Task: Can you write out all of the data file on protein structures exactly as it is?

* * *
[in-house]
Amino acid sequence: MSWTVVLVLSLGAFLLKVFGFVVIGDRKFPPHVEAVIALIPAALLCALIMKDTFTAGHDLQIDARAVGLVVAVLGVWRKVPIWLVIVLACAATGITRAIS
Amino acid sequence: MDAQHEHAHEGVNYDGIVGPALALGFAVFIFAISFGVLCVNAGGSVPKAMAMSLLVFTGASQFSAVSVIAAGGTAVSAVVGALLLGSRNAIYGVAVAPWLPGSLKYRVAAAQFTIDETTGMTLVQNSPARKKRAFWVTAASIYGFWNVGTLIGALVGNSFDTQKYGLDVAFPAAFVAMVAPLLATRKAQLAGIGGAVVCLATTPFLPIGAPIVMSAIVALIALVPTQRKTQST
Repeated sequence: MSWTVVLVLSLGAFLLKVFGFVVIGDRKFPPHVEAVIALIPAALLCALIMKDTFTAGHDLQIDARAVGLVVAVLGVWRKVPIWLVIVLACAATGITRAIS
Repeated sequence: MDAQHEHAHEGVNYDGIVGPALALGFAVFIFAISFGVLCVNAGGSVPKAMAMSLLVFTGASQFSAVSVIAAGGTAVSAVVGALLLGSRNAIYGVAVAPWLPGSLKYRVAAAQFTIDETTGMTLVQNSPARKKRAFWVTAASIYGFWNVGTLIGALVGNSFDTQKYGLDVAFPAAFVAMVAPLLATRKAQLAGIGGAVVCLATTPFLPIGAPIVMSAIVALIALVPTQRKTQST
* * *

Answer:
[in-house]
Amino acid sequence: MSWTVVLVLSLGAFLLKVFGFVVIGDRKFPPHVEAVIALIPAALLCALIMKDTFTAGHDLQIDARAVGLVVAVLGVWRKVPIWLVIVLACAATGITRAIS
Amino acid sequence: MDAQHEHAHEGVNYDGIVGPALALGFAVFIFAISFGVLCVNAGGSVPKAMAMSLLVFTGASQFSAVSVIAAGGTAVSAVVGALLLGSRNAIYGVAVAPWLPGSLKYRVAAAQFTIDETTGMTLVQNSPARKKRAFWVTAASIYGFWNVGTLIGALVGNSFDTQKYGLDVAFPAAFVAMVAPLLATRKAQLAGIGGAVVCLATTPFLPIGAPIVMSAIVALIALVPTQRKTQST
Repeated sequence: MSWTVVLVLSLGAFLLKVFGFVVIGDRKFPPHVEAVIALIPAALLCALIMKDTFTAGHDLQIDARAVGLVVAVLGVWRKVPIWLVIVLACAATGITRAIS
Repeated sequence: MDAQHEHAHEGVNYDGIVGPALALGFAVFIFAISFGVLCVNAGGSVPKAMAMSLLVFTGASQFSAVSVIAAGGTAVSAVVGALLLGSRNAIYGVAVAPWLPGSLKYRVAAAQFTIDETTGMTLVQNSPARKKRAFWVTAASIYGFWNVGTLIGALVGNSFDTQKYGLDVAFPAAFVAMVAPLLATRKAQLAGIGGAVVCLATTPFLPIGAPIVMSAIVALIALVPTQRKTQST